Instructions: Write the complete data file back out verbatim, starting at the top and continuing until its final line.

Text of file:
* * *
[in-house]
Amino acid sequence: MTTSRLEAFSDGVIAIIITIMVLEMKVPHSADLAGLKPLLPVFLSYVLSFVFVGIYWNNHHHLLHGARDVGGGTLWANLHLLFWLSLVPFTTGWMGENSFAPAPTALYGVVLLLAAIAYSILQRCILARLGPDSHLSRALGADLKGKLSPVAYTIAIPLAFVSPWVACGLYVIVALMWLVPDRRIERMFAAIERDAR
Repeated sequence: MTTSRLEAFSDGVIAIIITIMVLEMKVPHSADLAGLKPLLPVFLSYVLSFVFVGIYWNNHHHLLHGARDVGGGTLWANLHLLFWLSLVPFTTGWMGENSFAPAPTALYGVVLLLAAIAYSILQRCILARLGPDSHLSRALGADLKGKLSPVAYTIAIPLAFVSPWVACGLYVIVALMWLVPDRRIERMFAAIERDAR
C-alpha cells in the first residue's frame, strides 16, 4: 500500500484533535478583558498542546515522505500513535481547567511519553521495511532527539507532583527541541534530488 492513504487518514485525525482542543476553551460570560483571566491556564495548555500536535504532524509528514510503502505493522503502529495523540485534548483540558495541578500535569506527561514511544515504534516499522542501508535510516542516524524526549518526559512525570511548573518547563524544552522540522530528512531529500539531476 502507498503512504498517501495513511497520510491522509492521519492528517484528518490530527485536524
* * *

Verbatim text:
[in-house]
Amino acid sequence: MTTSRLEAFSDGVIAIIITIMVLEMKVPHSADLAGLKPLLPVFLSYVLSFVFVGIYWNNHHHLLHGARDVGGGTLWANLHLLFWLSLVPFTTGWMGENSFAPAPTALYGVVLLLAAIAYSILQRCILARLGPDSHLSRALGADLKGKLSPVAYTIAIPLAFVSPWVACGLYVIVALMWLVPDRRIERMFAAIERDAR
Repeated sequence: MTTSRLEAFSDGVIAIIITIMVLEMKVPHSADLAGLKPLLPVFLSYVLSFVFVGIYWNNHHHLLHGARDVGGGTLWANLHLLFWLSLVPFTTGWMGENSFAPAPTALYGVVLLLAAIAYSILQRCILARLGPDSHLSRALGADLKGKLSPVAYTIAIPLAFVSPWVACGLYVIVALMWLVPDRRIERMFAAIERDAR
C-alpha cells in the first residue's frame, strides 16, 4: 500500500484533535478583558498542546515522505500513535481547567511519553521495511532527539507532583527541541534530488 492513504487518514485525525482542543476553551460570560483571566491556564495548555500536535504532524509528514510503502505493522503502529495523540485534548483540558495541578500535569506527561514511544515504534516499522542501508535510516542516524524526549518526559512525570511548573518547563524544552522540522530528512531529500539531476 502507498503512504498517501495513511497520510491522509492521519492528517484528518490530527485536524